James Henry Leigh Hunt (1784 – 1859), more commonly known as Leigh Hunt, was an English critic, essayist, poet, and writer and friend of Charles Dickens.

Early Life.

Leigh Hunt was born in Southgate, Middlesex on 19th October 1784. His father was a clergyman who ran into financial difficulties and ended up in a debtor’s prison. Hunt was interested in politics and poetry and in 1808 he co-founded, with his brother John, The Examiner, a Sunday paper which became one of the most popular publications of the age.

Friendship with Charles Dickens.

Leigh Hunt first met Charles Dickens in 1837. He wrote of his impression of Dickens to John Forster, who at the time was the literary and dramatic critic at The Examiner, ‘What a face is his to meet in a drawing room! It has the life and soul in it of fifty human beings’.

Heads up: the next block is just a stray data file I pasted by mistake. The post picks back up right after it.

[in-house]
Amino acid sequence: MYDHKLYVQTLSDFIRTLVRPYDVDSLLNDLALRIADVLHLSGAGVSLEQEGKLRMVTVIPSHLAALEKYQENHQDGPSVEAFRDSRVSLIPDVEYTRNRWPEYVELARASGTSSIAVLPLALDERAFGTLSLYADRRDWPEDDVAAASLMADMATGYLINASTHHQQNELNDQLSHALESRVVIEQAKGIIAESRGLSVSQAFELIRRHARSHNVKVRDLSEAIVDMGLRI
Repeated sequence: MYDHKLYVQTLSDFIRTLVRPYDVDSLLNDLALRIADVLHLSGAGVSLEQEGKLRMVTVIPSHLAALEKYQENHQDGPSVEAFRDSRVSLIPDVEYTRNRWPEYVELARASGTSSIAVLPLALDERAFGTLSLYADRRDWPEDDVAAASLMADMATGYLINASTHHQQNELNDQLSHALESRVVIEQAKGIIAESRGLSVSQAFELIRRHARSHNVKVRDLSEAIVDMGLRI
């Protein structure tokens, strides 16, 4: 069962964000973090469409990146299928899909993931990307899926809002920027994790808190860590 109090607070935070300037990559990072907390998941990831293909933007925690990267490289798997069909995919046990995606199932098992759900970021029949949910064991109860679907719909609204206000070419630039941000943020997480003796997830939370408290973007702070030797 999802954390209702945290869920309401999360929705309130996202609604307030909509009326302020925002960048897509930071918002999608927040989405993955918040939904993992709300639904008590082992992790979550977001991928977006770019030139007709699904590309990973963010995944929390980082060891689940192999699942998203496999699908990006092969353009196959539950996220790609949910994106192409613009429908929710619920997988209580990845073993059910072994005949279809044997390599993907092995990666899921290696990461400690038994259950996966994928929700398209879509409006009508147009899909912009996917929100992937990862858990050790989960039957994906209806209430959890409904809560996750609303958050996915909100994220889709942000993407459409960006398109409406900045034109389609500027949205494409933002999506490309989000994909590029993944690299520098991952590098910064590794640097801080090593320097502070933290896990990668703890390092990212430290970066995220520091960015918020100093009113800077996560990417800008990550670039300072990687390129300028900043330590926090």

In later life, Hunt suffered perennial financial difficulties. Charles Dickens also organised two theatrical benefit performances to help Hunt with his money problems.

I am now, to boot, in the wandering-unsettled-restless-uncontrollable state of being about to begin a new book.

Charles Dickens. Letter to Leigh Hunt, Friday, 4 May 1855.

Character of Harold Skimpole.

Leigh Hunt was the basis for Dickens’s character Harold Skimpole in Bleak House.